Exploring the “cosmic imbalance” in gravity

Researchers are proposing a modification to Einstein's theory of general relativity, suggesting a “cosmic glitch” that makes gravity slightly weaker across vast cosmic distances. This modification may help explain some unaccounted phenomena in the universe. Credit: SciTechDaily.com

We're one step closer to understanding the mysteries at the edge of the universe.

A group of researchers in University of Waterloo Scientists and the University of British Columbia have discovered a possible “cosmic glitch” in the universe's gravity, which explains its strange behavior on a cosmic level.

For the past 100 years, physicists have relied on Albert Einstein's theory of “general relativity” to explain how gravity works throughout the universe. General relativity, proven accurate by countless tests and observations, indicates that gravity affects not only three physical dimensions, but also a fourth dimension: time.

“This gravity model has been essential for everything from endoscopy the great explosion Robin Wynn, the project's lead author, a recent graduate in mathematical physics at Waterloo, said:

Challenges on a global scale

“But when we try to understand gravity at the cosmic level, at the level of galaxy clusters and beyond, we encounter clear contradictions with the predictions of general relativity. It is as if gravity itself has completely stopped matching Einstein's theory. We call this contradiction a 'cosmological glitch'.” “Gravity becomes about 1% weaker when dealing with distances of billions of light years.”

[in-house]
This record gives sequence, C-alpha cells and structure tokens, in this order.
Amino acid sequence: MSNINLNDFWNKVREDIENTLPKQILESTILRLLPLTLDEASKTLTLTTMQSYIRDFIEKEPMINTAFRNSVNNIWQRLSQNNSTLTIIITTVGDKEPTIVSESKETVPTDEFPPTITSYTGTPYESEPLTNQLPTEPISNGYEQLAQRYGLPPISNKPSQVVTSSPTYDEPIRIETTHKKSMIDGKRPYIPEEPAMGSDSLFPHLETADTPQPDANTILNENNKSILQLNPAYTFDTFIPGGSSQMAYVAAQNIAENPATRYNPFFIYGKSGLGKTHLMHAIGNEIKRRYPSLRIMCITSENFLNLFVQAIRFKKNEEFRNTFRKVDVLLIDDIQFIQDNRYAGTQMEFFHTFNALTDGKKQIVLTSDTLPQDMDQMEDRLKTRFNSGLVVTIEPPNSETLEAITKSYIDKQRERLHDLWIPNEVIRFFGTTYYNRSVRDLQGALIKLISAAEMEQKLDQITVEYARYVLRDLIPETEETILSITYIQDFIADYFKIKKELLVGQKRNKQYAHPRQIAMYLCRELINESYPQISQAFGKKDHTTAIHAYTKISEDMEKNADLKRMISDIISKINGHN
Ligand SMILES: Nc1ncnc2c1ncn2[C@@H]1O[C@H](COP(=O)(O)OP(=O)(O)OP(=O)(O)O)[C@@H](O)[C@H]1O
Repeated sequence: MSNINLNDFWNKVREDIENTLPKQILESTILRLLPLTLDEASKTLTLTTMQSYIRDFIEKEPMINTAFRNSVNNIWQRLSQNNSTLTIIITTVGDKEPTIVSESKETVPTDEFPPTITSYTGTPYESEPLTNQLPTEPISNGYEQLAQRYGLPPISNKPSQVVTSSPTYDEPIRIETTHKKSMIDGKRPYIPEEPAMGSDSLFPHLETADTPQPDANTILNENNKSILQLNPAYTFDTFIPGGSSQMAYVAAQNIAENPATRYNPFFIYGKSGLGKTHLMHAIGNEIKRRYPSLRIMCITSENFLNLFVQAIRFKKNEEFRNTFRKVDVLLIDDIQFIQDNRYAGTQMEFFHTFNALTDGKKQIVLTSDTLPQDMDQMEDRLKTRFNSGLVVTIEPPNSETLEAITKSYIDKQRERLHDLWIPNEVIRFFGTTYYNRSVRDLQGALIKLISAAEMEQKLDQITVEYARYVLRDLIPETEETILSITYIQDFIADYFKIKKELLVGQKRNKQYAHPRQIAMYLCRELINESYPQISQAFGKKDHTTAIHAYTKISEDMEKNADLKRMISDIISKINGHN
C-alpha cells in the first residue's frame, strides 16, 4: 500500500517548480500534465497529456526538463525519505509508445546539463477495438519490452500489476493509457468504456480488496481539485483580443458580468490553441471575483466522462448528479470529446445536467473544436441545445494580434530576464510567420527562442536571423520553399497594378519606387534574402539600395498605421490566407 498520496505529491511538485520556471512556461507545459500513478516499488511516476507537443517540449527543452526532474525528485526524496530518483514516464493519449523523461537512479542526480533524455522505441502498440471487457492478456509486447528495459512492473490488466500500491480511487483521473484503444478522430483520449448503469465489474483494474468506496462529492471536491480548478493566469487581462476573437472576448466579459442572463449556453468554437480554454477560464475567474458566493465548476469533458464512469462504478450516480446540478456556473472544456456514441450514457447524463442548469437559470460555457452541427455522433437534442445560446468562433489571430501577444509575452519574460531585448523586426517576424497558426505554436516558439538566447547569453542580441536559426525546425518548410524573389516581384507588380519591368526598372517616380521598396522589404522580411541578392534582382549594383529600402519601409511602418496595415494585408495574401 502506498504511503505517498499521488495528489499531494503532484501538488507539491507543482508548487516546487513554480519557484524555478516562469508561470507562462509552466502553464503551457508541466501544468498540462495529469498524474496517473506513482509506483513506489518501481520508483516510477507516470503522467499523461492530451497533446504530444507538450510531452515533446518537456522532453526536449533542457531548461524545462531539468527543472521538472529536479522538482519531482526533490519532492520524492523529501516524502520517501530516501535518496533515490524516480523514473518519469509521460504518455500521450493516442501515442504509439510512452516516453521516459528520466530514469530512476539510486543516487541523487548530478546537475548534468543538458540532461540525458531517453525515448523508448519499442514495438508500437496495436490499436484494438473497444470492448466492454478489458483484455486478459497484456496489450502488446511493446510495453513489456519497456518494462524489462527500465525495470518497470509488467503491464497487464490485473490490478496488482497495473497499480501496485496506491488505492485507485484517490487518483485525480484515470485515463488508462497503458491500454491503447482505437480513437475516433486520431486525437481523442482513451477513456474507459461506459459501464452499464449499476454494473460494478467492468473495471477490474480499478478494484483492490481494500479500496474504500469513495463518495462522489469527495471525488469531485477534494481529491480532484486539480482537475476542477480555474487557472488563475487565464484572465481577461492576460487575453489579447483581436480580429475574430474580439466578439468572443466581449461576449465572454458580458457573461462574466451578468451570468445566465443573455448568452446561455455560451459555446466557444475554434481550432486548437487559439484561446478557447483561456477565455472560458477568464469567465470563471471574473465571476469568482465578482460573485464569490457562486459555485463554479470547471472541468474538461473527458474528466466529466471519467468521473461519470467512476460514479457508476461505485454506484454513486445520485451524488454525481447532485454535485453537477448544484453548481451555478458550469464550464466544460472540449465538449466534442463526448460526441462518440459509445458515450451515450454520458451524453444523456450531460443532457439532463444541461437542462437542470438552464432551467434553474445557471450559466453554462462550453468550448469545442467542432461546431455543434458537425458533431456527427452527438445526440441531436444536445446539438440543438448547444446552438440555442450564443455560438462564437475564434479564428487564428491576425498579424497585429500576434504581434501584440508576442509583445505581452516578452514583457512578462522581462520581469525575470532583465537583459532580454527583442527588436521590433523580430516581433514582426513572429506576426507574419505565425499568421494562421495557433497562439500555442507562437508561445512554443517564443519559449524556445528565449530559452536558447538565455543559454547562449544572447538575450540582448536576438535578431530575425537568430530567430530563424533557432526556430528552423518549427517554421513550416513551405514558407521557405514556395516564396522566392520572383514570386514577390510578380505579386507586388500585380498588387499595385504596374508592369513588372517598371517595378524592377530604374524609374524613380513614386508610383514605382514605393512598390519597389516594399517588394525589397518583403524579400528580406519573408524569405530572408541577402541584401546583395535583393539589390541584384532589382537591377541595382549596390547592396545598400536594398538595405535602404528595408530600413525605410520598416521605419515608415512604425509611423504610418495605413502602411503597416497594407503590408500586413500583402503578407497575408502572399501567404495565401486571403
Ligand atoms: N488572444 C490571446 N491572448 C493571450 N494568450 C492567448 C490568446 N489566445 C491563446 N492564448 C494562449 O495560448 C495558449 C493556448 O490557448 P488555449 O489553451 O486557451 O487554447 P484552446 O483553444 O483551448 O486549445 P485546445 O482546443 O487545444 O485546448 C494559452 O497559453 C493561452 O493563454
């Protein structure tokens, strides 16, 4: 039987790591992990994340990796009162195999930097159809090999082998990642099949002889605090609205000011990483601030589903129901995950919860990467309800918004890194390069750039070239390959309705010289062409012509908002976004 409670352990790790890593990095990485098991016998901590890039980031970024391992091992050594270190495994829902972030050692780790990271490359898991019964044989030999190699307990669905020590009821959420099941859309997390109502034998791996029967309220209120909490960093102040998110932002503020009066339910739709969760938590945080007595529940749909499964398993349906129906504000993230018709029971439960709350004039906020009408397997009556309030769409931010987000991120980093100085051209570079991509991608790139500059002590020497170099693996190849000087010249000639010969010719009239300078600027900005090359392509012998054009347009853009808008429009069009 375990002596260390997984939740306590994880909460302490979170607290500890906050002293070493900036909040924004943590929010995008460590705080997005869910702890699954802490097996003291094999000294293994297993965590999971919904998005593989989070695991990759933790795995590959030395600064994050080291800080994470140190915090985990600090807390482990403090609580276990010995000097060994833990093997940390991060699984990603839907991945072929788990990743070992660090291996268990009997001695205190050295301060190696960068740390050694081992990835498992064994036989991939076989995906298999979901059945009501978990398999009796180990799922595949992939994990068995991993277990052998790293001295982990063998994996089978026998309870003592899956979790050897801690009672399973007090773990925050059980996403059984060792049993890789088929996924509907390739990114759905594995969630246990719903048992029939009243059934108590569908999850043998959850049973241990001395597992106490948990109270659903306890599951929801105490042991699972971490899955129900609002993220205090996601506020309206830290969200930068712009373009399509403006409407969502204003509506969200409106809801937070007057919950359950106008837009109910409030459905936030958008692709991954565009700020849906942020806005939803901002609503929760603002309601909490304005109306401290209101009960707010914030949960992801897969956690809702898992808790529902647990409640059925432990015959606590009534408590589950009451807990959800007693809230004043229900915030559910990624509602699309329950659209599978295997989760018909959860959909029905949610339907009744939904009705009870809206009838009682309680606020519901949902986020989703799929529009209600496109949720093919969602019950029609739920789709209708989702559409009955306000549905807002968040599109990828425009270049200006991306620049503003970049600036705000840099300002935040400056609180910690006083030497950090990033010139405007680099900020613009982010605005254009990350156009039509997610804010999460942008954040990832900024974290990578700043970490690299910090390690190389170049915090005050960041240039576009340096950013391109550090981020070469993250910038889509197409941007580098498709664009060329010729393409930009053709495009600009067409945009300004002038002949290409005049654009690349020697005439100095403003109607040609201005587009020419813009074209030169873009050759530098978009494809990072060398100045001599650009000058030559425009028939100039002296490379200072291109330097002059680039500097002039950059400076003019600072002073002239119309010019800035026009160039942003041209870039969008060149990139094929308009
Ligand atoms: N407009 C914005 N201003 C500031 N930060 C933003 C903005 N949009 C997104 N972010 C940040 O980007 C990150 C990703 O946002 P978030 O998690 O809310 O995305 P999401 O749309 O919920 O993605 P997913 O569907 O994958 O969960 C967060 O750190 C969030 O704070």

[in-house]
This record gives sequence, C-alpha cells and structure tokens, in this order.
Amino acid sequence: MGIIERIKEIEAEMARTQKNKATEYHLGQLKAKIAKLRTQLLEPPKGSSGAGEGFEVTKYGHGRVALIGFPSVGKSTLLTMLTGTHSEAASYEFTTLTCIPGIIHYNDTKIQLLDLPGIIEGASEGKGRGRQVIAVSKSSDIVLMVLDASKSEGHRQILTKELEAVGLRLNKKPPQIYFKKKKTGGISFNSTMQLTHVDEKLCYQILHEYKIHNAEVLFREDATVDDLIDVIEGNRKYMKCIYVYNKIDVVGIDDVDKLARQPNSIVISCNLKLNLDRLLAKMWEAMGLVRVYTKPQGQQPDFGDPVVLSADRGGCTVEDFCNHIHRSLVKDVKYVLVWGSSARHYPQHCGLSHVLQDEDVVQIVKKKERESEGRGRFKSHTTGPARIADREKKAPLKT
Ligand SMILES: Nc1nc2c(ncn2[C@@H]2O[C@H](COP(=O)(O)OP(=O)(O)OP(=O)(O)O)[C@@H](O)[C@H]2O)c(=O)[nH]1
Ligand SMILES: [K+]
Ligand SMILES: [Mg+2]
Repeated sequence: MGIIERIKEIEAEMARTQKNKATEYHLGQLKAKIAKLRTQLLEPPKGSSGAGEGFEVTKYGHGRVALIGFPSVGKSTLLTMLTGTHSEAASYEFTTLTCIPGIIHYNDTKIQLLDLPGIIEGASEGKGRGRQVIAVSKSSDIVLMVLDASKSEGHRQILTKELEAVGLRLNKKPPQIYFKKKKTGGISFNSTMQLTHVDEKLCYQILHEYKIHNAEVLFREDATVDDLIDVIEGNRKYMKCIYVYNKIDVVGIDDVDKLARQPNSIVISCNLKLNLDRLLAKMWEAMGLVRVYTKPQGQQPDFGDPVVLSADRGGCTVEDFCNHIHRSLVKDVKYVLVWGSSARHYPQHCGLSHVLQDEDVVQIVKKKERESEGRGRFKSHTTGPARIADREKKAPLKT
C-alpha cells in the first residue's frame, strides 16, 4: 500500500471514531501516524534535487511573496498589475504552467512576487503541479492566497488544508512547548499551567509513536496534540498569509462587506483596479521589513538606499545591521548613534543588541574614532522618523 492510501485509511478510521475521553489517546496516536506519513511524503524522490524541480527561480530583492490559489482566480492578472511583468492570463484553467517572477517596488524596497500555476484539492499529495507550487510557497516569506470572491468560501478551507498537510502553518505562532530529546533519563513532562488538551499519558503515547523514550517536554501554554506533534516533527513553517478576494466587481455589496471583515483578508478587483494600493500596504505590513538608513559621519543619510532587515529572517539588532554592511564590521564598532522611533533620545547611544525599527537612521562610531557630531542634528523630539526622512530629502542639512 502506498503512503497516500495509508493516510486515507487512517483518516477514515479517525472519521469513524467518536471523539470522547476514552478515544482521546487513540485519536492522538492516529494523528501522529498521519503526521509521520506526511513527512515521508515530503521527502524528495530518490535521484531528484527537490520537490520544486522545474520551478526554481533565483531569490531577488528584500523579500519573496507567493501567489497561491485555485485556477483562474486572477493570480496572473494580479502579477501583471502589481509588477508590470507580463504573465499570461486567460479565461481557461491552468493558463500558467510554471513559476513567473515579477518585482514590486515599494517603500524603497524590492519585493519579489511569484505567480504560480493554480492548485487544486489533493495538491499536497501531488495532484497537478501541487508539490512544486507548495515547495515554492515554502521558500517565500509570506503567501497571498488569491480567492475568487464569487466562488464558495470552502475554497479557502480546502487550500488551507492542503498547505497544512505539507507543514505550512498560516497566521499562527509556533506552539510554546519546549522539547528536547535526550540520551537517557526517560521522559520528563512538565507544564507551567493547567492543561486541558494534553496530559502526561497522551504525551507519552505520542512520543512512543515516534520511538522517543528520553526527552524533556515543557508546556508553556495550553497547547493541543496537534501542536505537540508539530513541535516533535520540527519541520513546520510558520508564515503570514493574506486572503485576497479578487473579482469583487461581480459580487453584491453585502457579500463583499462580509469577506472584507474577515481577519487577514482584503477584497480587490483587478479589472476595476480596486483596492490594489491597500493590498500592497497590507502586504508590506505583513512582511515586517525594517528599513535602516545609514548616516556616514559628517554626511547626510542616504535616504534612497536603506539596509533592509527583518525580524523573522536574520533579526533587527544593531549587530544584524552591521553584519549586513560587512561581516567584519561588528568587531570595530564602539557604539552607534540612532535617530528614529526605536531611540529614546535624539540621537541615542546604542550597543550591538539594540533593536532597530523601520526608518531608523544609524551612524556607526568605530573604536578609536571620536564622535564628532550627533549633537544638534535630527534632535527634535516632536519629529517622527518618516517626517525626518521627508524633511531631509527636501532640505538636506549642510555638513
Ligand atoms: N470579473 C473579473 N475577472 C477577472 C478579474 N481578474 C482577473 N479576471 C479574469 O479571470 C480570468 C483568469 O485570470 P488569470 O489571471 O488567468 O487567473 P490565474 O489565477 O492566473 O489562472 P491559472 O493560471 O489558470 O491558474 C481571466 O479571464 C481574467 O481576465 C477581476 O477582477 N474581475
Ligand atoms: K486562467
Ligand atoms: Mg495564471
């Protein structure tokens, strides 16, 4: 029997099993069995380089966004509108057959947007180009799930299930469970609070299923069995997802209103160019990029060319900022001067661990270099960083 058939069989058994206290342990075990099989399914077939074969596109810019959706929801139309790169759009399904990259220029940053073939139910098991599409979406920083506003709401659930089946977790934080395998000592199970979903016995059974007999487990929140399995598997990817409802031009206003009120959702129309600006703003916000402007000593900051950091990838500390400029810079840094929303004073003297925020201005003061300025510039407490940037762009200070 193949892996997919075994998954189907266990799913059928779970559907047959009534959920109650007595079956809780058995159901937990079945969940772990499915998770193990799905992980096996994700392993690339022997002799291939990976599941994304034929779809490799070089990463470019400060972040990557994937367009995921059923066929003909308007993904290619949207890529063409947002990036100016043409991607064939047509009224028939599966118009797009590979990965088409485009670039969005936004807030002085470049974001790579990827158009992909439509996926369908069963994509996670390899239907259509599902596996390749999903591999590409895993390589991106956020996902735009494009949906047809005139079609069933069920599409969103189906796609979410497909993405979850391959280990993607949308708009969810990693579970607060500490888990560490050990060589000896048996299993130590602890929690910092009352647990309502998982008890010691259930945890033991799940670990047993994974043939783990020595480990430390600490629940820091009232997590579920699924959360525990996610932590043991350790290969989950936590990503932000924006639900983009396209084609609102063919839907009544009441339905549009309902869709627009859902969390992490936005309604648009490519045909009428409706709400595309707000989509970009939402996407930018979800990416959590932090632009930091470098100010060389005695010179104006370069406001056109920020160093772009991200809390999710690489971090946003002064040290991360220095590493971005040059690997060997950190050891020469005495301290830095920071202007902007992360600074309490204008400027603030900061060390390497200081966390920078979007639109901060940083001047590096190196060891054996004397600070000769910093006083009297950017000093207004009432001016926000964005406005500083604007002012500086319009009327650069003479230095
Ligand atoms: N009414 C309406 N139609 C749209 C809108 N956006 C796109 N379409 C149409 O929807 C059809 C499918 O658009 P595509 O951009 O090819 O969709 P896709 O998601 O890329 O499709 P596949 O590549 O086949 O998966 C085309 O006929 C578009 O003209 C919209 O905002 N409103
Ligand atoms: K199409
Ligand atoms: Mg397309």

For more than twenty years, physicists and astronomers have been trying to create a mathematical model that explains apparent contradictions in the theory of general relativity. Many of these efforts have been undertaken at Waterloo, which has a long history of cutting-edge gravitational research resulting from ongoing interdisciplinary collaboration between applied mathematicians and astrophysicists.

See also  Persevering NASA Rover Observes the Eclipse of the "Potato" Moon on Mars

Historical context and research efforts

“Almost a century ago, astronomers discovered that our universe is expanding,” said Niayesh Afshordi, a professor of astrophysics at the University of Waterloo and a researcher at the Perimeter Institute.

“The farther away the galaxies are, the faster they move, to the point where they appear to be moving at almost the speed of light, the maximum allowed by Einstein's theory. Our findings suggest that Einstein's theory, on these same scales, may also be inadequate.”

Modifying Einstein's theory

The research team's new model of a “cosmological glitch” modifies and extends Einstein's mathematical formulas in a way that resolves the inconsistency of some cosmological measurements without affecting existing successful uses of general relativity.

“Think of it as a footnote to Einstein’s theory,” Wen said. “Once you reach the Cosmic Realm, terms and conditions apply.”

“This new model may be just the first piece of evidence in the cosmic puzzle that we are beginning to unravel across space and time,” Afshordi said.

The study, titled “A Universal Gravity Flaw,” appears in Journal of Cosmology and Astroparticle Physics.

Reference: “Cosmic Gravity Glitch” by Robin Y. Wen, Lucas T. Herget, Niayesh Afshordi, and Douglas Scott, March 20, 2024, Journal of Cosmology and Astroparticle Physics.
doi: 10.1088/1475-7516/2024/03/045

Leave a Reply

Your email address will not be published. Required fields are marked *